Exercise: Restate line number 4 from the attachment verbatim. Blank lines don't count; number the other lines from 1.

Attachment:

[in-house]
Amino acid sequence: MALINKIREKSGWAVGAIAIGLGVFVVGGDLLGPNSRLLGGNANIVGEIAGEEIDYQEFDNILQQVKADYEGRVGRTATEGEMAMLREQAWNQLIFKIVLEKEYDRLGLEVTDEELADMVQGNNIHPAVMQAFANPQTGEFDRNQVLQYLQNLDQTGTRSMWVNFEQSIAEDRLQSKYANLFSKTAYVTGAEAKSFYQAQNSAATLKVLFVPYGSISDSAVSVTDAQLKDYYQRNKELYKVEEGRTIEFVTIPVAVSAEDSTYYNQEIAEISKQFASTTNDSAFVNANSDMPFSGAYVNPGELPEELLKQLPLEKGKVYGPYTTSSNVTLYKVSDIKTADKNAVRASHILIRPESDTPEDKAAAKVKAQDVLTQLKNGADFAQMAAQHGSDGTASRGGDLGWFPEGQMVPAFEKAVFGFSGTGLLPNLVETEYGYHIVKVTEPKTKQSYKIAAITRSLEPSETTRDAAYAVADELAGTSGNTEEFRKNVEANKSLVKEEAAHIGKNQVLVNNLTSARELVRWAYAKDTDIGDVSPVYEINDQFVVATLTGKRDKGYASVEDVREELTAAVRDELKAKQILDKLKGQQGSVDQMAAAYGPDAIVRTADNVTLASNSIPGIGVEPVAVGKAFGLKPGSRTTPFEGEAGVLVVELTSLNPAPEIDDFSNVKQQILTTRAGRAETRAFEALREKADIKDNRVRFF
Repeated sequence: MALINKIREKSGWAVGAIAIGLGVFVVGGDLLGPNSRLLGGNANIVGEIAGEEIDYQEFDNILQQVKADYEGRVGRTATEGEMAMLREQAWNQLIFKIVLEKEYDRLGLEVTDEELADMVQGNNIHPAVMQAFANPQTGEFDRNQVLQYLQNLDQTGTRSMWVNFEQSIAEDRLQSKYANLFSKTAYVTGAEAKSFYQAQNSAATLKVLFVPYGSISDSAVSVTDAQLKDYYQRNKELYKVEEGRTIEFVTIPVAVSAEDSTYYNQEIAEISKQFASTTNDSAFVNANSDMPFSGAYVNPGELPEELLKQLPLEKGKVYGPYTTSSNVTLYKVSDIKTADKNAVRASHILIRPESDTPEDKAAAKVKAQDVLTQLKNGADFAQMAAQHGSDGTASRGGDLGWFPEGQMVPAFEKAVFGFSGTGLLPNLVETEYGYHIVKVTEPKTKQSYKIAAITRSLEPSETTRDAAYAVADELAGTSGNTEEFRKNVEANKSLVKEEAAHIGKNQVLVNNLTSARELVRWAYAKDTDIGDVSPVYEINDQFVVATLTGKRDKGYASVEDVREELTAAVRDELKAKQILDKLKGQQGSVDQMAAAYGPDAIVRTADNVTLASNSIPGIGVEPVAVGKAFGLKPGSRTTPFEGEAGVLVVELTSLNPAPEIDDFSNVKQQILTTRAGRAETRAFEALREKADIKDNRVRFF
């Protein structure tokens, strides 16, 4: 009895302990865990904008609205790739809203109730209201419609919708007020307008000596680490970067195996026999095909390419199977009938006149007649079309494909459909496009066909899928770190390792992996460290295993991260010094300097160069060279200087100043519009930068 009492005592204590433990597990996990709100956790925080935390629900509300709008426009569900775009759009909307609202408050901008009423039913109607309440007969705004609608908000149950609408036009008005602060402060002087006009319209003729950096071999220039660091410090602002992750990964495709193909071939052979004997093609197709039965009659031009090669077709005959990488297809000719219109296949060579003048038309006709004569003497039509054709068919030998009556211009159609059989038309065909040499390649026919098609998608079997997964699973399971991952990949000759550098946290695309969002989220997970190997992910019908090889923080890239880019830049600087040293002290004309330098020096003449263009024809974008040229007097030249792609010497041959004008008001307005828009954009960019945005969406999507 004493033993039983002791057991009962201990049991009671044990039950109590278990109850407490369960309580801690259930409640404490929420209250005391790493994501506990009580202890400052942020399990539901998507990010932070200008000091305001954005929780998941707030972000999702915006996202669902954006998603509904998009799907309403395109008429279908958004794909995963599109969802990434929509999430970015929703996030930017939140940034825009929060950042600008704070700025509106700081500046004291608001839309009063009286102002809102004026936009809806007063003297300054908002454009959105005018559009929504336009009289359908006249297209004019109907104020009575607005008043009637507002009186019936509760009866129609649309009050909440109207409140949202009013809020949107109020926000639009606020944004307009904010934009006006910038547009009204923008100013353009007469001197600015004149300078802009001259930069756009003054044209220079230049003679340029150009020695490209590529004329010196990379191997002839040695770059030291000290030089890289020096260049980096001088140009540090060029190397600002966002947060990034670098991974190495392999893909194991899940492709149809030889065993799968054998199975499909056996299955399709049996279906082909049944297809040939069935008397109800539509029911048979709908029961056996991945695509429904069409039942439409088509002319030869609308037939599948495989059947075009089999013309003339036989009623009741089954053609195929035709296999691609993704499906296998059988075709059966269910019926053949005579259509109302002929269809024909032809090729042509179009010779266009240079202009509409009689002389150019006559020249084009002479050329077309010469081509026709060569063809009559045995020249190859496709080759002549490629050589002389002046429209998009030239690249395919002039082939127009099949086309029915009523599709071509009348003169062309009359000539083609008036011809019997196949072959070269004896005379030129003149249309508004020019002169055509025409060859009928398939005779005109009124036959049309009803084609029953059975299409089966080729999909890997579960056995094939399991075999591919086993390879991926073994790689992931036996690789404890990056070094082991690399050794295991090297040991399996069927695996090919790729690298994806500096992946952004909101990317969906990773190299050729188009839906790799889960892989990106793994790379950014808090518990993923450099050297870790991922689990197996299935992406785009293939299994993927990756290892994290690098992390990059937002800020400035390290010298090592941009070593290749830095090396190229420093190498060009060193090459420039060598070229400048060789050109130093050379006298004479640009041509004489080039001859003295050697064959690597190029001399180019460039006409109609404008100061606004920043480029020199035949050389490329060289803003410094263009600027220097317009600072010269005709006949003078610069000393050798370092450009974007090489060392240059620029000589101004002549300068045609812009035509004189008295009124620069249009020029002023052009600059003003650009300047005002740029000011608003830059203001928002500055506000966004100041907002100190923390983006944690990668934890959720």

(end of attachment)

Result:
């Protein structure tokens, strides 16, 4: 009895302990865990904008609205790739809203109730209201419609919708007020307008000596680490970067195996026999095909390419199977009938006149007649079309494909459909496009066909899928770190390792992996460290295993991260010094300097160069060279200087100043519009930068 009492005592204590433990597990996990709100956790925080935390629900509300709008426009569900775009759009909307609202408050901008009423039913109607309440007969705004609608908000149950609408036009008005602060402060002087006009319209003729950096071999220039660091410090602002992750990964495709193909071939052979004997093609197709039965009659031009090669077709005959990488297809000719219109296949060579003048038309006709004569003497039509054709068919030998009556211009159609059989038309065909040499390649026919098609998608079997997964699973399971991952990949000759550098946290695309969002989220997970190997992910019908090889923080890239880019830049600087040293002290004309330098020096003449263009024809974008040229007097030249792609010497041959004008008001307005828009954009960019945005969406999507 004493033993039983002791057991009962201990049991009671044990039950109590278990109850407490369960309580801690259930409640404490929420209250005391790493994501506990009580202890400052942020399990539901998507990010932070200008000091305001954005929780998941707030972000999702915006996202669902954006998603509904998009799907309403395109008429279908958004794909995963599109969802990434929509999430970015929703996030930017939140940034825009929060950042600008704070700025509106700081500046004291608001839309009063009286102002809102004026936009809806007063003297300054908002454009959105005018559009929504336009009289359908006249297209004019109907104020009575607005008043009637507002009186019936509760009866129609649309009050909440109207409140949202009013809020949107109020926000639009606020944004307009904010934009006006910038547009009204923008100013353009007469001197600015004149300078802009001259930069756009003054044209220079230049003679340029150009020695490209590529004329010196990379191997002839040695770059030291000290030089890289020096260049980096001088140009540090060029190397600002966002947060990034670098991974190495392999893909194991899940492709149809030889065993799968054998199975499909056996299955399709049996279906082909049944297809040939069935008397109800539509029911048979709908029961056996991945695509429904069409039942439409088509002319030869609308037939599948495989059947075009089999013309003339036989009623009741089954053609195929035709296999691609993704499906296998059988075709059966269910019926053949005579259509109302002929269809024909032809090729042509179009010779266009240079202009509409009689002389150019006559020249084009002479050329077309010469081509026709060569063809009559045995020249190859496709080759002549490629050589002389002046429209998009030239690249395919002039082939127009099949086309029915009523599709071509009348003169062309009359000539083609008036011809019997196949072959070269004896005379030129003149249309508004020019002169055509025409060859009928398939005779005109009124036959049309009803084609029953059975299409089966080729999909890997579960056995094939399991075999591919086993390879991926073994790689992931036996690789404890990056070094082991690399050794295991090297040991399996069927695996090919790729690298994806500096992946952004909101990317969906990773190299050729188009839906790799889960892989990106793994790379950014808090518990993923450099050297870790991922689990197996299935992406785009293939299994993927990756290892994290690098992390990059937002800020400035390290010298090592941009070593290749830095090396190229420093190498060009060193090459420039060598070229400048060789050109130093050379006298004479640009041509004489080039001859003295050697064959690597190029001399180019460039006409109609404008100061606004920043480029020199035949050389490329060289803003410094263009600027220097317009600072010269005709006949003078610069000393050798370092450009974007090489060392240059620029000589101004002549300068045609812009035509004189008295009124620069249009020029002023052009600059003003650009300047005002740029000011608003830059203001928002500055506000966004100041907002100190923390983006944690990668934890959720």